Universal American Corp. (UAM)
UBS Global Healthcare Conference Call
May 22, 2013 09:30 a.m. ET
Richard A. Barasch - Chairman and Chief Executive Officer
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Richard A. Barasch
Thank you. So I am in a three pitch presentation, a conversation between me and my old friend, Rob (Gia), who I have to say, probably 10 years ago was the first guy to recognize Universal American as something other than a traditional life insurance and (inaudible) company and an emerging player into that health insurance, health services business and always appreciative of Rob's prescient view of Universal American. So I am glad to see him here, filling up the whole right side of the room.
So you can see in these chart for these whole ten years, we started with the Medicare opportunity and we were just chatting before, there is a lot going on in the Medicare advantage market, rate cards, changes, regulatory issues, But this chart really oversee a period of time will overwhelm anything that's going on in the market, in the year-to-year piece of the market. I think that's absolutely correct.
The big change for Universal American over the past 1.5 year has been our determined effort to get into the Medicaid market as well, a place for all of our strengths, our flexibility, our ability to deal with multiple types of issues in healthcare. We are doing -- we don't have a lot to talk about just yet and I just hope everybody's got a little bit more patience with us about this part of the story, but it isn't going to emerge. And I think Universal American will have a very important place to play in the Medicaid market as well, the government programs and if you include the exchanges of the government program which it is on quasi basis is going to dominate healthcare for the next several, several generations. We are adept at this. We know how to work with the governments, we know what they are looking for and we think this is absolutely the place to be in the healthcare services business.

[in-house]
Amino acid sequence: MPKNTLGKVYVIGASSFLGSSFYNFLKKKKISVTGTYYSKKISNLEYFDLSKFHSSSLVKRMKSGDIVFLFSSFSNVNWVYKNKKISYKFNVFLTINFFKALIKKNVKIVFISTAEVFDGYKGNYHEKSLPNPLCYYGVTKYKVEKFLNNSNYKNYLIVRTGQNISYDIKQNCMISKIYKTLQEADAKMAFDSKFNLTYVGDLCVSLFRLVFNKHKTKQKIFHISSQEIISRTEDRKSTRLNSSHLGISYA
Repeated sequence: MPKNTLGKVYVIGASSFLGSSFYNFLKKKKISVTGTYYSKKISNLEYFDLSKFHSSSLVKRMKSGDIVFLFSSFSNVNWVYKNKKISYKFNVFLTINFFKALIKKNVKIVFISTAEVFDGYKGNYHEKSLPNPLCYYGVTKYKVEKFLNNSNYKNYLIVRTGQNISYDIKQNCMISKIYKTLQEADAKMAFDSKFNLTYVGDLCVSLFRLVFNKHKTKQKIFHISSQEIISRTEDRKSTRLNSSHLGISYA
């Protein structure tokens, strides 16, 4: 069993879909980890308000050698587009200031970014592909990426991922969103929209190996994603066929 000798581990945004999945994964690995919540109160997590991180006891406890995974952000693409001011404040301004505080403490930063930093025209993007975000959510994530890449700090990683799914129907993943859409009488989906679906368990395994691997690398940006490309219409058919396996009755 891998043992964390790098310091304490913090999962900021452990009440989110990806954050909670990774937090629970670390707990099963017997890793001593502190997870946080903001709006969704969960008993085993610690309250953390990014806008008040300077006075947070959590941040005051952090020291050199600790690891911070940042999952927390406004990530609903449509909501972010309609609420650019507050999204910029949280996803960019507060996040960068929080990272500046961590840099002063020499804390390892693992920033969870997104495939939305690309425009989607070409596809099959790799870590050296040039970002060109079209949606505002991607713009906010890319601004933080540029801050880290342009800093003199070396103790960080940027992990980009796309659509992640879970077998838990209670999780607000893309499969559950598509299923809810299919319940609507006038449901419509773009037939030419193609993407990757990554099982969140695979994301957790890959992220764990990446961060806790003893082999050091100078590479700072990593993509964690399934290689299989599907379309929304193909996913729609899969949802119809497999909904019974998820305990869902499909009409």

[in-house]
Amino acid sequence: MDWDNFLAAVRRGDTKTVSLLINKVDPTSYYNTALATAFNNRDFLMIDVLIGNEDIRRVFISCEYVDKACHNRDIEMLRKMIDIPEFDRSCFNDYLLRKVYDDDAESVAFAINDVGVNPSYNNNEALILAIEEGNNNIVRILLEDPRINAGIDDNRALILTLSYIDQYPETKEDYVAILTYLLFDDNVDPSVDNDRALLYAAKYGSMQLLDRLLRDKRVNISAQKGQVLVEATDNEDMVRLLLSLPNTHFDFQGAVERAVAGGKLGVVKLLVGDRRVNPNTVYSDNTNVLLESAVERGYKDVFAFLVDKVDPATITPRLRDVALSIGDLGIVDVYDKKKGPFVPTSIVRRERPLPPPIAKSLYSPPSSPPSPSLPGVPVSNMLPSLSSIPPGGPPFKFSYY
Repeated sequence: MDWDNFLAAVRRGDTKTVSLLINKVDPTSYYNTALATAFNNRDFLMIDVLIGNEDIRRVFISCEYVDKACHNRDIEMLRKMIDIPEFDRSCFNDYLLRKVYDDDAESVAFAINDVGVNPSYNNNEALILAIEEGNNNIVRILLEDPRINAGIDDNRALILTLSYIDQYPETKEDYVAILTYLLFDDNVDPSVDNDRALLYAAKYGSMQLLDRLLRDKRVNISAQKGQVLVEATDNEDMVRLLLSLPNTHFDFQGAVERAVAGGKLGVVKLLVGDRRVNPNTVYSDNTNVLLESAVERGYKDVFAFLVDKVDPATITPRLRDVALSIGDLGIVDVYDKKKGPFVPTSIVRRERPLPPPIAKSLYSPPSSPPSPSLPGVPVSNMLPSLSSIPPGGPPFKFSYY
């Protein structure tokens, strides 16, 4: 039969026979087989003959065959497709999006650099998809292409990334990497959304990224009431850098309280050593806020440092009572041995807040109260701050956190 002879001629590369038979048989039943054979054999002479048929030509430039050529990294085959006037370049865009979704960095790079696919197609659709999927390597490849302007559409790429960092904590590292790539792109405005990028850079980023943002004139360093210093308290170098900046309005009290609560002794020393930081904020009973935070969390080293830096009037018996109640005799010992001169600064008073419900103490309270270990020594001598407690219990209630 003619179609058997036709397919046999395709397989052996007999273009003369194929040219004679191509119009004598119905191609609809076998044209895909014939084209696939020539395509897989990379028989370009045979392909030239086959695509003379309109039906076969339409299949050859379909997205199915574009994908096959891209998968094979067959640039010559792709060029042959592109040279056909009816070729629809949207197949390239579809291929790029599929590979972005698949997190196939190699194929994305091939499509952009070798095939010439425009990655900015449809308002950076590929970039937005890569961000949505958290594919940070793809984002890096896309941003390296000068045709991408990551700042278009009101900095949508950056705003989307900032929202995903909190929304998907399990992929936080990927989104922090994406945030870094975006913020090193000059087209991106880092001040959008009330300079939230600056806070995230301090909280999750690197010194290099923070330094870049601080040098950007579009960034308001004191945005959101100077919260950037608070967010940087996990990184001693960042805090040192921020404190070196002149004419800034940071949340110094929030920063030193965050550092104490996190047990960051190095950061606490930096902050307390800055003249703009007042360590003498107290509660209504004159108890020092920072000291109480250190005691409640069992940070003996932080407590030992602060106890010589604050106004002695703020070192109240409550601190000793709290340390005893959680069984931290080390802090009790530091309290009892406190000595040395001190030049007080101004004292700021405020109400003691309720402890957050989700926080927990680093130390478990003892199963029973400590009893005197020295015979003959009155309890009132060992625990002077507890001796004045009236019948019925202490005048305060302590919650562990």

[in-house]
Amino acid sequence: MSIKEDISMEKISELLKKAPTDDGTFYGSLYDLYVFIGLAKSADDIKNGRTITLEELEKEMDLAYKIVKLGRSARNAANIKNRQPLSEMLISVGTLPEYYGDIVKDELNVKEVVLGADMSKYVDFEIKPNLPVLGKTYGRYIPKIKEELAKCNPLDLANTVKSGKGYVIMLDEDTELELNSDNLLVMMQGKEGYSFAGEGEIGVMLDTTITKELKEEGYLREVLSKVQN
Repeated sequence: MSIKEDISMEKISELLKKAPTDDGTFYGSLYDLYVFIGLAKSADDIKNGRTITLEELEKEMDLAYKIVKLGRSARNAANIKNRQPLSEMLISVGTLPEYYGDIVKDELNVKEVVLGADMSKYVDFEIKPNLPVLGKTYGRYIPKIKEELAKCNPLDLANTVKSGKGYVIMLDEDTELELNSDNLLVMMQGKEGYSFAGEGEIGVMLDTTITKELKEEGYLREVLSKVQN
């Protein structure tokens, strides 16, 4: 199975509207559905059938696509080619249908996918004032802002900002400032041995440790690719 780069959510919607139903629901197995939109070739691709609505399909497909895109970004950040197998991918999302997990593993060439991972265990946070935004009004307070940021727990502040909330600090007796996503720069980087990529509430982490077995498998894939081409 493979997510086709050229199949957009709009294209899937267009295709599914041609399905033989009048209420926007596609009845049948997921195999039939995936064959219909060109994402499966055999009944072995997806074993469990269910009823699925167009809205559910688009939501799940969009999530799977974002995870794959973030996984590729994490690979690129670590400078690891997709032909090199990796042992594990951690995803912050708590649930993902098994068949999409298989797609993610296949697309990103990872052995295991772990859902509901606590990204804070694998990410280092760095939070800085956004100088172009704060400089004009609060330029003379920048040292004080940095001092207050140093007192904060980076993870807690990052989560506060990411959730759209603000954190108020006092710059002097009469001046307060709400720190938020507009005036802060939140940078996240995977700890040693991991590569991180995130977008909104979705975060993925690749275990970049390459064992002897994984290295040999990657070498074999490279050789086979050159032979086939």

Now I won't spend a lot of time on our P&L for the first part of '13. We had a lot of prior periods where nobody should be multiplying this number by four, but you can -- even as we are in this transitional period we continue to make money, we continue to have a strong balance sheet, continue to do a good job on our bidding and our risk management continues to do well. So really the point here is really to one is, we are in a period of transition, we are still making money, still have a very strong balance. And number two, very importantly and I will about this some more afterwards, is our risk management capability.
Same balance sheet; we are fortunate when Rob met us 10 years ago, 12 years ago, whenever it was, we are insurance guys. We are -- capital return, equity returns by multiples of balance sheets were the way companies were valued, Bob Waegelein, who is our CFO and I were all insurance guys. So we continue to have that mentality and have continued to build the balance sheet. That gives us a ton of flexibility. Now we have spent a lot of talk about what we are going to do about this and I think these issues will emerge as well. We have too much capital at this point and it's a hard thing to stay with a straight face, having too much capital being a bad thing but we understand that frankly it's not our money and we have to do something about it for the benefit of our shareholders.
Let me talk a little about the healthcare landscape. 2014 is coming on as the (inaudible) starts in '14 and October 1, 2013 were the first big issues on the exchanges come, the headline is the implementation of the Affordable Care Act, the expansion of Medicaid, the exchanges and there is going to be noise. I don't think anybody should be surprised that there is noise. I think back to the first year of Part D, when everybody was scrambling to get ready for 1/1/2006, I know there were plenty of issues, plenty of noise, plenty of static, but once it's settled down, it became a wonderful program. And I kind of think that will happen with the exchanges and may take a little bit longer, because it's not a one product, single drug program but it's -- and it's more complicated and it's state by state and there is lots and lots of regulations.
But as time goes on, I think what we will see is that this is not socialism, this is not government takeover of healthcare, in fact it's the opposite. It's government regulation of healthcare, but all being done through the private sector. So it's actually the macro in our business continues to be very strong. These are large amounts of money that are currently getting paid in other ways, are all going to get, some are going to get shifted and almost all of the shift finds its way into the private sector at some point during its life cycle and we feel that being in that trip is going to do well for us.